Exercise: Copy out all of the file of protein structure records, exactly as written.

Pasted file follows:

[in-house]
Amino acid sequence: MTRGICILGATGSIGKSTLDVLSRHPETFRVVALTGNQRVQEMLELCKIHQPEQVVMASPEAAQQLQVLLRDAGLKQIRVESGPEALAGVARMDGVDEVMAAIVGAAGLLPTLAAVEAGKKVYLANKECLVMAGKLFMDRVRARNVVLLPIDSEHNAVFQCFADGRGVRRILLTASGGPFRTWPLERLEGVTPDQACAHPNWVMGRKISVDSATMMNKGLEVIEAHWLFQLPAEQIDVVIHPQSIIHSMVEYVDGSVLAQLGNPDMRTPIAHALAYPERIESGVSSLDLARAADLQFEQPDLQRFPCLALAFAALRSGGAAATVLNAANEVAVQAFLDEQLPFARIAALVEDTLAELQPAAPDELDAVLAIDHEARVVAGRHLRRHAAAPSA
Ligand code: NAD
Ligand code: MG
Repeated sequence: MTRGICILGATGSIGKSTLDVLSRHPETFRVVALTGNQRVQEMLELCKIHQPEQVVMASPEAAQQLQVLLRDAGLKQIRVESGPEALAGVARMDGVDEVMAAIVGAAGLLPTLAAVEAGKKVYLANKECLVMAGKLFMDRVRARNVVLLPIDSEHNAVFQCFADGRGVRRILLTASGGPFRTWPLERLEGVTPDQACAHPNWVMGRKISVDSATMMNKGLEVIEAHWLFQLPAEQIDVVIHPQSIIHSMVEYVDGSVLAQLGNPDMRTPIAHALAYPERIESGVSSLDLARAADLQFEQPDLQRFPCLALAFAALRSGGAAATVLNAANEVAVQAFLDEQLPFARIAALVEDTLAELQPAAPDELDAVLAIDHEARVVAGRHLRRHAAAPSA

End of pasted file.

[in-house]
Amino acid sequence: MTRGICILGATGSIGKSTLDVLSRHPETFRVVALTGNQRVQEMLELCKIHQPEQVVMASPEAAQQLQVLLRDAGLKQIRVESGPEALAGVARMDGVDEVMAAIVGAAGLLPTLAAVEAGKKVYLANKECLVMAGKLFMDRVRARNVVLLPIDSEHNAVFQCFADGRGVRRILLTASGGPFRTWPLERLEGVTPDQACAHPNWVMGRKISVDSATMMNKGLEVIEAHWLFQLPAEQIDVVIHPQSIIHSMVEYVDGSVLAQLGNPDMRTPIAHALAYPERIESGVSSLDLARAADLQFEQPDLQRFPCLALAFAALRSGGAAATVLNAANEVAVQAFLDEQLPFARIAALVEDTLAELQPAAPDELDAVLAIDHEARVVAGRHLRRHAAAPSA
Ligand code: NAD
Ligand code: MG
Repeated sequence: MTRGICILGATGSIGKSTLDVLSRHPETFRVVALTGNQRVQEMLELCKIHQPEQVVMASPEAAQQLQVLLRDAGLKQIRVESGPEALAGVARMDGVDEVMAAIVGAAGLLPTLAAVEAGKKVYLANKECLVMAGKLFMDRVRARNVVLLPIDSEHNAVFQCFADGRGVRRILLTASGGPFRTWPLERLEGVTPDQACAHPNWVMGRKISVDSATMMNKGLEVIEAHWLFQLPAEQIDVVIHPQSIIHSMVEYVDGSVLAQLGNPDMRTPIAHALAYPERIESGVSSLDLARAADLQFEQPDLQRFPCLALAFAALRSGGAAATVLNAANEVAVQAFLDEQLPFARIAALVEDTLAELQPAAPDELDAVLAIDHEARVVAGRHLRRHAAAPSA